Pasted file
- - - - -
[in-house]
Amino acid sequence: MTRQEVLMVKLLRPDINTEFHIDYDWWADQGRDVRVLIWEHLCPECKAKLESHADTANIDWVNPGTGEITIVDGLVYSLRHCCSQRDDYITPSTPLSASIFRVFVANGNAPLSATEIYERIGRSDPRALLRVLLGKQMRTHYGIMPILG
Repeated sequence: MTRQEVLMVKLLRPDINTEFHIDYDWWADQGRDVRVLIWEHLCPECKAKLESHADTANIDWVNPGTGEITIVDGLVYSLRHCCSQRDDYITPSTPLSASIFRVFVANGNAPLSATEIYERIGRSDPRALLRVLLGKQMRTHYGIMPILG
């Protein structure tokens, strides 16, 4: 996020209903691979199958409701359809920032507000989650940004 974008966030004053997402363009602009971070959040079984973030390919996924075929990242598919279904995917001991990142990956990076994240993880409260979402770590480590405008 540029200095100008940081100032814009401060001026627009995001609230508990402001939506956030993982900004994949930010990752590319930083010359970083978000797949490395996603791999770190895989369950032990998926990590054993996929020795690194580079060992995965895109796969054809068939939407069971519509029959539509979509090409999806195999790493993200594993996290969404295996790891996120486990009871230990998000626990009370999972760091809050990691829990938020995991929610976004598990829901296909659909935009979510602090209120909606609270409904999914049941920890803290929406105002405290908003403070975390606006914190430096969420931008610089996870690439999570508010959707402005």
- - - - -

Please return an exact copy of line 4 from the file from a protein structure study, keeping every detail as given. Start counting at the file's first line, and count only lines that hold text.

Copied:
């Protein structure tokens, strides 16, 4: 996020209903691979199958409701359809920032507000989650940004 974008966030004053997402363009602009971070959040079984973030390919996924075929990242598919279904995917001991990142990956990076994240993880409260979402770590480590405008 540029200095100008940081100032814009401060001026627009995001609230508990402001939506956030993982900004994949930010990752590319930083010359970083978000797949490395996603791999770190895989369950032990998926990590054993996929020795690194580079060992995965895109796969054809068939939407069971519509029959539509979509090409999806195999790493993200594993996290969404295996790891996120486990009871230990998000626990009370999972760091809050990691829990938020995991929610976004598990829901296909659909935009979510602090209120909606609270409904999914049941920890803290929406105002405290908003403070975390606006914190430096969420931008610089996870690439999570508010959707402005």